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Medical records breach at Tampa General, USF exposes woman's secrets

Jones, 29, thought her medical secrets were safe.
Published Jun. 29, 2013

TAMPA — Jennifer Jones didn't want her entire family to know about the baby girl she delivered five years ago at Tampa General Hospital and placed for adoption.

But a relative whose job as a nurse gave her access to the hospital's medical records went snooping and found out anyway.

The breach came to light only recently, after Jones' secret was aired at a family funeral. She contacted officials at Tampa General and the University of South Florida, which promptly fired the nurse over "inappropriate access" to a patient's records. Tampa General is USF's primary teaching hospital; the aunt was a USF employee.

The incident highlights how hard it is to secure health information when scores of workers have ready access to records. Jones' relative looked up her chart from a computer outside the hospital years after the birth.

Though many worry about anonymous hackers drilling into electronic medical records, this case shows that old-fashioned gossips remain a threat.

Officials at USF and Tampa General say they do their best to protect sensitive information, stressing that electronic records can be more secure than paper charts. But Jones is not satisfied with their apologies.

"The damage is done," said the 29-year-old, who is raising two sons out of the area. "I am the one who has to live with the fear of someone telling my children, or just knowing deep down that people that I don't know very well have a very deep dark secret of mine that I didn't want them to know. That's a scary feeling."

Jones was in labor when she checked into Tampa General in October 2008. The woman she had selected to adopt the baby stayed with her the entire time.

Jones and her longtime partner, David Harrison, wanted to keep the experience quiet, and thought they could since court records were sealed. But in 2010, his aunt, Nadine McNew, found out about Jones' 2008 birth and several others. She gave printouts to another family member, Jones said.

Tampa General and USF officials acknowledged the breach, but declined to discuss details, citing patient privacy laws.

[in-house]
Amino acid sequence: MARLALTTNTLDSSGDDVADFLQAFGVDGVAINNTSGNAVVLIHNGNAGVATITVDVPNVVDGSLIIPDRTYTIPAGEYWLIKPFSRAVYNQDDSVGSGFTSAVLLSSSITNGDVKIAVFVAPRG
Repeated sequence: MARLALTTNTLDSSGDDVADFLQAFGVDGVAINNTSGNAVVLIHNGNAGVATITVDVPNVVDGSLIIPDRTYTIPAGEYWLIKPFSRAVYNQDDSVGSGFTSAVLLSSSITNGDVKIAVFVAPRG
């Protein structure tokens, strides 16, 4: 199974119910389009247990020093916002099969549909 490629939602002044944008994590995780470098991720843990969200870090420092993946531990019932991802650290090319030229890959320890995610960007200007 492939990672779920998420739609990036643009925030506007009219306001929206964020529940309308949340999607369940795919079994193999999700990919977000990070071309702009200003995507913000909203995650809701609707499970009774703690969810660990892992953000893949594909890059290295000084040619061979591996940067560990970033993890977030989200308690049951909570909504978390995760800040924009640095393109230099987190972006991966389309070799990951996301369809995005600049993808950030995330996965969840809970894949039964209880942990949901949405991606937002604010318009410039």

University records show McNew worked at USF from November 2009 to August 2012. She was rehired in late 2012 and fired on June 6. The Times could not find a current address or phone number for McNew.

Officials at both institutions said they educate employees about federal laws protecting patient privacy. They warn that breaches will result in termination. Neither USF nor Tampa General planned policy changes as a result of this incident.

In late 2011, Tampa General adopted a new electronic record system that has some enhanced safeguards, spokesman John Dunn said. Employees' access can be limited by their job duties.

Psychiatric records are also off-limits to many. But in other areas, access remains more open. Billing officials have to know examination details. Doctors, nurses and technicians aren't limited to records of just the patients on their unit, because unexpected medical needs can arise, said Dr. Jeffrey Lowenkron, CEO of the USF physician's group.

"What we are dependent upon is individual accountability to follow the rules that they all know we have," he said.

Today's electronic systems capture a digital "fingerprint" when somebody views a record. In many ways, Lowenkron noted, that's greater accountability than paper charts that can be opened, even stolen, without detection.

But the protections still fall short of most people's expectations, said Dr. Deborah Peel, founder and chair of Patient Privacy Rights, a Texas group that has lobbied Congress and others for better protections.

Peel described how her sister-in-law, after a bout with pneumonia, was at a party where she met someone uninvolved in her care who looked up her chest X-ray on his iPhone. "None of these systems were designed with patient privacy in mind, which has created a privacy disaster," Peel said.

There's not much patients can do, she added, other than leave town for sensitive procedures.

What happened to Jones is "really an everywoman kind of story," she added. "The exact same thing could happen to you."

Times researcher Carolyn Edds contributed to this report.

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